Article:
Brace for Civil Unrest as Food Prices Skyrocket

Written by Luke Burgess
Posted August 25, 2021

You've already seen it yourself first-hand: The price of food is rising.

According to the U.S. Bureau of Labor and Statistics, food prices in America increased by an average of 3.6% in July 2021 compared to the previous year.

BLS data shows food at home (grocery store or supermarket food purchases) increased 2.6% last month. Meanwhile food away from home (restaurant purchases) rose 4.6%.

Up in Canada, it's the same story. Data from Statistics Canada shows the price of food grew 1.7% in July compared to the previous year.

Elsewhere around the world, food prices have already risen much more.

The United Nations' FAO Food Price Index (a measure of the monthly change in international prices of a basket of food commodities) was 31% higher in July 2021 compared to the previous year.

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But you don't need statistics to know the price of food is going up. You've already seen higher prices at grocery stores and restaurants.

And you've probably heard that food prices are only going to continue increasing from here.

In fact, I don't think there's a single economic or financial analyst in the world who doesn't see the price of food rising through at least the end of the year.

Phil Lempert, Food Trends Editor for NBC's “Today,” also known as the “Supermarket Guru,” told Fortune magazine this month, “We’re going to continue to see price increases, probably for the next two years or so... It is a much bigger problem, and a much more complex problem, than the average consumer realizes or understands.”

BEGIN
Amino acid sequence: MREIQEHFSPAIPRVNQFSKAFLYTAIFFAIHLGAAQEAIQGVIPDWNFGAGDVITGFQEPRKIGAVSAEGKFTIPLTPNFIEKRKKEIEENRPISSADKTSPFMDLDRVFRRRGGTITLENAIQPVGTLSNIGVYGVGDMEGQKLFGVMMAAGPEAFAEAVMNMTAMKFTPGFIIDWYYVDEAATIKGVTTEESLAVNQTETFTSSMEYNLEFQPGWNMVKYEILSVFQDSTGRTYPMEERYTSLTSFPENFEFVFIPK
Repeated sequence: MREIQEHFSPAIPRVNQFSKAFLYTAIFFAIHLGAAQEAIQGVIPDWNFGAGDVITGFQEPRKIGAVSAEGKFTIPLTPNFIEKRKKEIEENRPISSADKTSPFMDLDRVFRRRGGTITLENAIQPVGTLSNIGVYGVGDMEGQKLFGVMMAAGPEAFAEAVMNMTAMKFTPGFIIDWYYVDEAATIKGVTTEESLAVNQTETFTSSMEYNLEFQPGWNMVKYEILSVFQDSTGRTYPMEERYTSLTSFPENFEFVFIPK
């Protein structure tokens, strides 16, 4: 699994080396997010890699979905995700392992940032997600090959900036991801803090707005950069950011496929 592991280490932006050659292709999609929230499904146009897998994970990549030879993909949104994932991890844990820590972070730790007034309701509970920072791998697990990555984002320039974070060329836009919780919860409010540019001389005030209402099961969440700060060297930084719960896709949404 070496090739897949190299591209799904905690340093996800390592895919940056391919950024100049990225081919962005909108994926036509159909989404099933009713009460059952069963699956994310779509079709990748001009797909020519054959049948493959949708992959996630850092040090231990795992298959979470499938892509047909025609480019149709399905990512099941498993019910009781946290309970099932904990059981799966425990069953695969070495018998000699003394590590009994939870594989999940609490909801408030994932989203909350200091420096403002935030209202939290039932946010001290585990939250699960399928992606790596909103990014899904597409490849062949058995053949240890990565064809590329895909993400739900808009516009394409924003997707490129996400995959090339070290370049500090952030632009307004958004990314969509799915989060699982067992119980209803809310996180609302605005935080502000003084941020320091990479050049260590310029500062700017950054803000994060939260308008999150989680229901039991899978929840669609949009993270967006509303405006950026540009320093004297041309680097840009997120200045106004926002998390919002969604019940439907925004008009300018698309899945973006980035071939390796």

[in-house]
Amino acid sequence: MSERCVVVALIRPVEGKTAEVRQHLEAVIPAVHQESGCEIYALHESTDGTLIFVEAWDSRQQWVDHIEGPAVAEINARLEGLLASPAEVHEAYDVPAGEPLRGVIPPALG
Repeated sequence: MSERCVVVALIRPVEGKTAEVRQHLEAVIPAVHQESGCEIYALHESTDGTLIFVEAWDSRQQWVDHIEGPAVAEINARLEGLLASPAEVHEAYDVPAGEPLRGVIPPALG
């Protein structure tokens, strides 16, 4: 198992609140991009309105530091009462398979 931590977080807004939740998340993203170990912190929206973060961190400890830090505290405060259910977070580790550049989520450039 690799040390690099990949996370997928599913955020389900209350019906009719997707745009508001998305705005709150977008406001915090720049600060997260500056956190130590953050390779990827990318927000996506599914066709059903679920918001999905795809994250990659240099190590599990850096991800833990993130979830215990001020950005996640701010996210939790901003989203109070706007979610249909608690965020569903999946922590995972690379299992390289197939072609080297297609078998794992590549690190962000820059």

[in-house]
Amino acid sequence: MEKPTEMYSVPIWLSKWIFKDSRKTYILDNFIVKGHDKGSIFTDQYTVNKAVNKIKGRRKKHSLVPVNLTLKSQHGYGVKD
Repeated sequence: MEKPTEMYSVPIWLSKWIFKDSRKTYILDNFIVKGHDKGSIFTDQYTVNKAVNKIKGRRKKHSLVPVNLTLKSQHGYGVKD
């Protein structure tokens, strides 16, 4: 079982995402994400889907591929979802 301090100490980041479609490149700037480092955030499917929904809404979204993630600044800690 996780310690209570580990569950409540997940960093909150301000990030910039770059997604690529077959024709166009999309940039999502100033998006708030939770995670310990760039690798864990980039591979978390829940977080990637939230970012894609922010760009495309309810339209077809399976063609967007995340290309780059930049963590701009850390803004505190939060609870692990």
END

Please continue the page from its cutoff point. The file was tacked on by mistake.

Labor shortages, supply-chain and transportation disruptions, soaring consumer demand, and rising energy prices have all been speculated to drive the price of food higher.

But there's one major factor to food prices that hardly anyone is considering...

One that could drive food prices outrageously high...

And have devastating global consequences.

That factor: fertilizer.

The price of fertilizer is increasing at an alarming rate.

Fertilizer is a major expense in agricultural operations. The U.S. Department of Agriculture says between 2010 and 2019, fertilizer accounted for between 33% and 44% of a farmer's operations. So any significant increase in fertilizer prices will have to be passed down to the consumer.

For the year, the fertilizer prices have already increased.

The USDA calculates data to create index values for fertilizer prices in America. The USDA Mixed Fertilizer Index value increased more than 20% in the first six months of 2021. Meanwhile, its Nitrogen Index rose over 28% in the first half of the year.

But the USDA's fertilizer indices are nationwide averages. In specific U.S. states like Illinois, where farming makes up a major portion of local GDP, the price of fertilizers has increased even more.

According to an August 2021 paper published by the Department of Agricultural and Consumer Economics at the University of Illinois:

  • Anhydrous ammonia increased from $487 per ton in 2020 to $746 per ton in 2021. That's a 53% increase and the highest price since June 2014.
  • DAP increased from $390/ton in 2020 to $717/ton in 2021... an 83% leap... the highest price since December 2008.
  • Potash increased from $350/ton in 2020 to $600/ton... a 71% hike... the highest price since November 2012.

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If prices of fertilizer continue to increase, we should ultimately expect to see a corresponding increase in food prices across the board.